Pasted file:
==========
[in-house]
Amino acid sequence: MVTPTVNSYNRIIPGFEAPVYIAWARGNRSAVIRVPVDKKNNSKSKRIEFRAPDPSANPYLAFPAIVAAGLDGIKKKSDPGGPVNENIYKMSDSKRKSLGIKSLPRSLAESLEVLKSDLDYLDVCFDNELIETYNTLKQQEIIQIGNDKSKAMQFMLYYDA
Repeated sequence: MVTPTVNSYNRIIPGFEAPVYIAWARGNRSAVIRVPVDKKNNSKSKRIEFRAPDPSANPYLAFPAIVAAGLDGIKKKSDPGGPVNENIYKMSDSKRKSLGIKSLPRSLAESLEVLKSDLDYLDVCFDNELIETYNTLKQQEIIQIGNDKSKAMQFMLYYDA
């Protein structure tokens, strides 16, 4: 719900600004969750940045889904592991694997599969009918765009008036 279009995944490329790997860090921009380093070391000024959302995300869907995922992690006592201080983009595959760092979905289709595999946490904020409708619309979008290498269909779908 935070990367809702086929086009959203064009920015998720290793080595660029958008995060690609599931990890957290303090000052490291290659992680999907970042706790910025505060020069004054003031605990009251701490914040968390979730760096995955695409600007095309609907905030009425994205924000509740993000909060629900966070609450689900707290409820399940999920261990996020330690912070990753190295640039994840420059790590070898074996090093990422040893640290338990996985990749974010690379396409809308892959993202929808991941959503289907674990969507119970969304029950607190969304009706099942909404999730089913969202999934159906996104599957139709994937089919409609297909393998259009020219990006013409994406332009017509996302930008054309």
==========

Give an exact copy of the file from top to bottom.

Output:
[in-house]
Amino acid sequence: MVTPTVNSYNRIIPGFEAPVYIAWARGNRSAVIRVPVDKKNNSKSKRIEFRAPDPSANPYLAFPAIVAAGLDGIKKKSDPGGPVNENIYKMSDSKRKSLGIKSLPRSLAESLEVLKSDLDYLDVCFDNELIETYNTLKQQEIIQIGNDKSKAMQFMLYYDA
Repeated sequence: MVTPTVNSYNRIIPGFEAPVYIAWARGNRSAVIRVPVDKKNNSKSKRIEFRAPDPSANPYLAFPAIVAAGLDGIKKKSDPGGPVNENIYKMSDSKRKSLGIKSLPRSLAESLEVLKSDLDYLDVCFDNELIETYNTLKQQEIIQIGNDKSKAMQFMLYYDA
């Protein structure tokens, strides 16, 4: 719900600004969750940045889904592991694997599969009918765009008036 279009995944490329790997860090921009380093070391000024959302995300869907995922992690006592201080983009595959760092979905289709595999946490904020409708619309979008290498269909779908 935070990367809702086929086009959203064009920015998720290793080595660029958008995060690609599931990890957290303090000052490291290659992680999907970042706790910025505060020069004054003031605990009251701490914040968390979730760096995955695409600007095309609907905030009425994205924000509740993000909060629900966070609450689900707290409820399940999920261990996020330690912070990753190295640039994840420059790590070898074996090093990422040893640290338990996985990749974010690379396409809308892959993202929808991941959503289907674990969507119970969304029950607190969304009706099942909404999730089913969202999934159906996104599957139709994937089919409609297909393998259009020219990006013409994406332009017509996302930008054309």